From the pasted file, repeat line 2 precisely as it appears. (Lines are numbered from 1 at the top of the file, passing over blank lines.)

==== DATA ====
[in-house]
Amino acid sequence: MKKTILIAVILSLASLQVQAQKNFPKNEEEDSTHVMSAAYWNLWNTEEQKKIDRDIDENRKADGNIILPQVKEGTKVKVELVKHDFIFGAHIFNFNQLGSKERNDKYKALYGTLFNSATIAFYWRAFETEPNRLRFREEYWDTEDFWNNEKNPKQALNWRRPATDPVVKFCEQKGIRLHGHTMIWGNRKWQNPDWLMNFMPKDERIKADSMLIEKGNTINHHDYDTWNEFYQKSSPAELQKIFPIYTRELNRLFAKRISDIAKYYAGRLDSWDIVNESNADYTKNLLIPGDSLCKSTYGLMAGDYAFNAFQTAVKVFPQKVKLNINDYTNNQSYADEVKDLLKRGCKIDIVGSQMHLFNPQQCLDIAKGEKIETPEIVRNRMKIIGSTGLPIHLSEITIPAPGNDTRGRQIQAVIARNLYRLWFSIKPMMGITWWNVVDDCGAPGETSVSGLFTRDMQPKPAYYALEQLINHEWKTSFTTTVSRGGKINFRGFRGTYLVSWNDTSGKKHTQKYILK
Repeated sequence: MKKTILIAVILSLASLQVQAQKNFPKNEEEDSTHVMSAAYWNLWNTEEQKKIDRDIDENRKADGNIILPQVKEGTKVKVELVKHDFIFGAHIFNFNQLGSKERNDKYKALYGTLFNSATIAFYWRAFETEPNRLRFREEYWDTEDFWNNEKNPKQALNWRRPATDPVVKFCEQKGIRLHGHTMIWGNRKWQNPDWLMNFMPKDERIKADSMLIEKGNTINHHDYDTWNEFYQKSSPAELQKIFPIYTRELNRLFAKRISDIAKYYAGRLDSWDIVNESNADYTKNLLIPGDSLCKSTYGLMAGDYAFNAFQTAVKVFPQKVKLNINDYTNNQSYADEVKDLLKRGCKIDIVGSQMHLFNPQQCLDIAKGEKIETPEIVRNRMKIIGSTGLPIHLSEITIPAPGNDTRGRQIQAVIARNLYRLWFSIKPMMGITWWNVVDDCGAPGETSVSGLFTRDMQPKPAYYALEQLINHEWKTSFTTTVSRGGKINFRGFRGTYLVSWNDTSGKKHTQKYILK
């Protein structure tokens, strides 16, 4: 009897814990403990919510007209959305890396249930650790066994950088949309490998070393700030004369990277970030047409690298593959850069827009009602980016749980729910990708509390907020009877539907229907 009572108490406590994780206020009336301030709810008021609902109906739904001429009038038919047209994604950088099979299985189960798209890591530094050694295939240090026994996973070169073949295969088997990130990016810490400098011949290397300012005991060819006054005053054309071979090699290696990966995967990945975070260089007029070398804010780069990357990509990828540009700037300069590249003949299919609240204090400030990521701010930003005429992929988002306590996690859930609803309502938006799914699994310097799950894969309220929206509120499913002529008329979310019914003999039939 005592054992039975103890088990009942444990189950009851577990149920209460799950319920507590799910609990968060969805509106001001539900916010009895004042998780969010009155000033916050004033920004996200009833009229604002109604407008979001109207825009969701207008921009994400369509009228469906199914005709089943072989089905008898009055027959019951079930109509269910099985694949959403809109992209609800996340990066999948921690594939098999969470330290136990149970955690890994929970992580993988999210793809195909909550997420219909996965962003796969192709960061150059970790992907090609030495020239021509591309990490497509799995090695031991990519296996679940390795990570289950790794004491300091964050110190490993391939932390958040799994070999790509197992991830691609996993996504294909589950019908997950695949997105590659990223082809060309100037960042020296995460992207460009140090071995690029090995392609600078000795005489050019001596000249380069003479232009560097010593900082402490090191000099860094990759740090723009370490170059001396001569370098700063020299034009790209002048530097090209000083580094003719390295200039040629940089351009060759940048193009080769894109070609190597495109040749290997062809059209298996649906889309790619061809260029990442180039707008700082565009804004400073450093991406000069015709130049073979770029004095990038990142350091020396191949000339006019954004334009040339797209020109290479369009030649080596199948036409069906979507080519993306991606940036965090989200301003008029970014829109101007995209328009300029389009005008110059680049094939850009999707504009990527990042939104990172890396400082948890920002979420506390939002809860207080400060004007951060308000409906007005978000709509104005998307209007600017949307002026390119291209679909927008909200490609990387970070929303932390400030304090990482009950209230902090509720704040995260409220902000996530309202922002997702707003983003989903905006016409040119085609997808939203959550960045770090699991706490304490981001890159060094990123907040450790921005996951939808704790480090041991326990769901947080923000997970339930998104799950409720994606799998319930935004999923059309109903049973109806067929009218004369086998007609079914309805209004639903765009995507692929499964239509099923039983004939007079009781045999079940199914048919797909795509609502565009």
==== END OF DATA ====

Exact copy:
Amino acid sequence: MKKTILIAVILSLASLQVQAQKNFPKNEEEDSTHVMSAAYWNLWNTEEQKKIDRDIDENRKADGNIILPQVKEGTKVKVELVKHDFIFGAHIFNFNQLGSKERNDKYKALYGTLFNSATIAFYWRAFETEPNRLRFREEYWDTEDFWNNEKNPKQALNWRRPATDPVVKFCEQKGIRLHGHTMIWGNRKWQNPDWLMNFMPKDERIKADSMLIEKGNTINHHDYDTWNEFYQKSSPAELQKIFPIYTRELNRLFAKRISDIAKYYAGRLDSWDIVNESNADYTKNLLIPGDSLCKSTYGLMAGDYAFNAFQTAVKVFPQKVKLNINDYTNNQSYADEVKDLLKRGCKIDIVGSQMHLFNPQQCLDIAKGEKIETPEIVRNRMKIIGSTGLPIHLSEITIPAPGNDTRGRQIQAVIARNLYRLWFSIKPMMGITWWNVVDDCGAPGETSVSGLFTRDMQPKPAYYALEQLINHEWKTSFTTTVSRGGKINFRGFRGTYLVSWNDTSGKKHTQKYILK